Black Money Laws in India – UPSC GS3

Undisclosed foreign income and assets (Imposition of Tax) Bill, 2015 seeks to put curb on the menace of black money stashed abroad and also tax evasion. The law applies only to the residents and not to the professionals working in foreign countries and NRI’s.
  1. Will help to get a better perspective of the real economic situation of the country once all the unaccounted money is put to the rule book
  2. High penalties as imposed by the law (Being 90% of the value in case of non-disclosure of foreign assets and income) and stricter punishment (up to 10 years jail term).
  3. Made tax evasion a ―predicate offence and thus liable for an action under the Prevention of money laundering act, 2002, will enable the enforcement agencies to attach and confiscate the accounted assets held abroad.
  4. Compliance window tries to make the people come forward by themselves
  5. Assets amounting to less than 5 lakh not reported out of ignorance does not entail penalty
  1. The law does not prescribe the method to bring the black money back to the country.
  2. Bill is based on the premise that only foreign accounts and assets are the main source of black money, neglects domestic black money.
  3. Fails to provide a mechanism to retrieve the information from foreign governments.
  4. Domestic laws and international treaty obligations blocking the detection of black money are not addressed.
Steps taken by government:
  1. After getting elected, the government constituted a high level Special Investigation Team (SIT) on Black Money under two former judges of the Supreme Court.
  2. The government negotiated with foreign banking havens like Switzerland and Liechtenstein to co-operate in investigations on black money in bank accounts opened by Indian citizens in their jurisdiction.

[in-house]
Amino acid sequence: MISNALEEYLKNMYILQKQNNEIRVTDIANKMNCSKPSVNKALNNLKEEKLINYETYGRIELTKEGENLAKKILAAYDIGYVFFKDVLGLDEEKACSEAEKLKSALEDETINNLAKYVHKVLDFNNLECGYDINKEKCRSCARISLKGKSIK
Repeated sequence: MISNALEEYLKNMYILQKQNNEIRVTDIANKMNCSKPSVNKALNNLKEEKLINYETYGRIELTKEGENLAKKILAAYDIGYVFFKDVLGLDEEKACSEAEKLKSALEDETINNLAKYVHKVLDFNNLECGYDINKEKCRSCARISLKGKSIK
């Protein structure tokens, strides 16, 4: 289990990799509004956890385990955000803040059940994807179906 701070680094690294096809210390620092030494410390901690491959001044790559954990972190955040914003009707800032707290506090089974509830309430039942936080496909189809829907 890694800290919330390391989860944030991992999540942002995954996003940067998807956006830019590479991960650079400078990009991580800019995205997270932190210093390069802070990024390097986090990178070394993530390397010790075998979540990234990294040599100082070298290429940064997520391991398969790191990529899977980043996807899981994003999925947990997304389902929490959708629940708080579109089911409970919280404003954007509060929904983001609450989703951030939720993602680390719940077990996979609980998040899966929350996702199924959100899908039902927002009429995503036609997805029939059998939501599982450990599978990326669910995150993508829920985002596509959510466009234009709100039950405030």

3. The government also introduced a bill on Black Money in the Lok Sabha to tackle the issue.
  4. Promotion of plastic money to reduce cash transactions.
To tackle the problem effectively, the government needs to focus on both aspects of the issue. Work on reducing generation, while at the same time work to bring back already generated black money for use in the country’s development. The government can take the following steps:
  1. CBI/ED can register a FIR on receipt of information of illegal accounts through intelligence sources, and then obtain a letter of request under 166A of CrPC from a designated court. Then the agency can seek Swiss cooperation under its international judicial assistance law to confiscate the account
  2. Using the German or the French method – monetary inducements are used in these countries to win senior bank officials as was done with HSBC in Geneva.
  3. US method – senior bank officers of union bank of Switzerland, who were based in Washington DC branch were arrested on charges of espionage to pressurize Swiss authorities into giving information about citizens who had illegally opened accounts.
  4. Legislative method – India can pass a law nationalizing all foreign accounts by Indian citizens. Then it can negotiate with the tax havens to get the money back while exempting the genuine accounts that have been voluntarily disclosed to the government.
Black money bill : This bill is enacted with the view of bringing back the black money and stopping the black money going abroad but there are many loopholes in the bills.
  1. NRIs are not included in the bill, they do not need to declare their incomes. So, Indians who are moneyed, work out an arrangement with NRIs to hold their wealth and show their incomes through legal arrangements.
  2. The provisions of the Bill will be applicable only if the government is able to detect incomes and wealth held abroad. The Bill has no mechanism for doing so.
  3. An amnesty scheme is offered to come clean. There will be no punishment if one discloses the assets and incomes abroad in the specified period and pays the taxes within six months. Thus, the inexperienced ones who had held illegal wealth abroad in their own names and earned incomes on them would have a chance to come clean.